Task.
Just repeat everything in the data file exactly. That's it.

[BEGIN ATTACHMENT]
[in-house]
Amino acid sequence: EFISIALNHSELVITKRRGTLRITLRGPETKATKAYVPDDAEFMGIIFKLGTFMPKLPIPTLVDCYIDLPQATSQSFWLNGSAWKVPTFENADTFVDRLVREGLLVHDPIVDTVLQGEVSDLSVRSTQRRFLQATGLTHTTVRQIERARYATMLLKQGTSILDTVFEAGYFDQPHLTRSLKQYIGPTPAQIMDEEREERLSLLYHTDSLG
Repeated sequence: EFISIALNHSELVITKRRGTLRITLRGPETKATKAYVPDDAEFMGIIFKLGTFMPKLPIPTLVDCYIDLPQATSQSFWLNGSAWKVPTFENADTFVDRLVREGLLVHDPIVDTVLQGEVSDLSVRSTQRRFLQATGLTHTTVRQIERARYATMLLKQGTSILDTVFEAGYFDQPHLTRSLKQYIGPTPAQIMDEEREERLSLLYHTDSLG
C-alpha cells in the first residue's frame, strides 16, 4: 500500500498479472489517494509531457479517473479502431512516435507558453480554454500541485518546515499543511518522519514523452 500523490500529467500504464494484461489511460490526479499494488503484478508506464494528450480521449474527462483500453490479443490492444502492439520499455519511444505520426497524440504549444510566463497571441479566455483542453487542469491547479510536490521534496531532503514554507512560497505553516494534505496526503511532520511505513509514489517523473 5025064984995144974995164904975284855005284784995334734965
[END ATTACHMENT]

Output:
[in-house]
Amino acid sequence: EFISIALNHSELVITKRRGTLRITLRGPETKATKAYVPDDAEFMGIIFKLGTFMPKLPIPTLVDCYIDLPQATSQSFWLNGSAWKVPTFENADTFVDRLVREGLLVHDPIVDTVLQGEVSDLSVRSTQRRFLQATGLTHTTVRQIERARYATMLLKQGTSILDTVFEAGYFDQPHLTRSLKQYIGPTPAQIMDEEREERLSLLYHTDSLG
Repeated sequence: EFISIALNHSELVITKRRGTLRITLRGPETKATKAYVPDDAEFMGIIFKLGTFMPKLPIPTLVDCYIDLPQATSQSFWLNGSAWKVPTFENADTFVDRLVREGLLVHDPIVDTVLQGEVSDLSVRSTQRRFLQATGLTHTTVRQIERARYATMLLKQGTSILDTVFEAGYFDQPHLTRSLKQYIGPTPAQIMDEEREERLSLLYHTDSLG
C-alpha cells in the first residue's frame, strides 16, 4: 500500500498479472489517494509531457479517473479502431512516435507558453480554454500541485518546515499543511518522519514523452 500523490500529467500504464494484461489511460490526479499494488503484478508506464494528450480521449474527462483500453490479443490492444502492439520499455519511444505520426497524440504549444510566463497571441479566455483542453487542469491547479510536490521534496531532503514554507512560497505553516494534505496526503511532520511505513509514489517523473 5025064984995144974995164904975284855005284784995334734965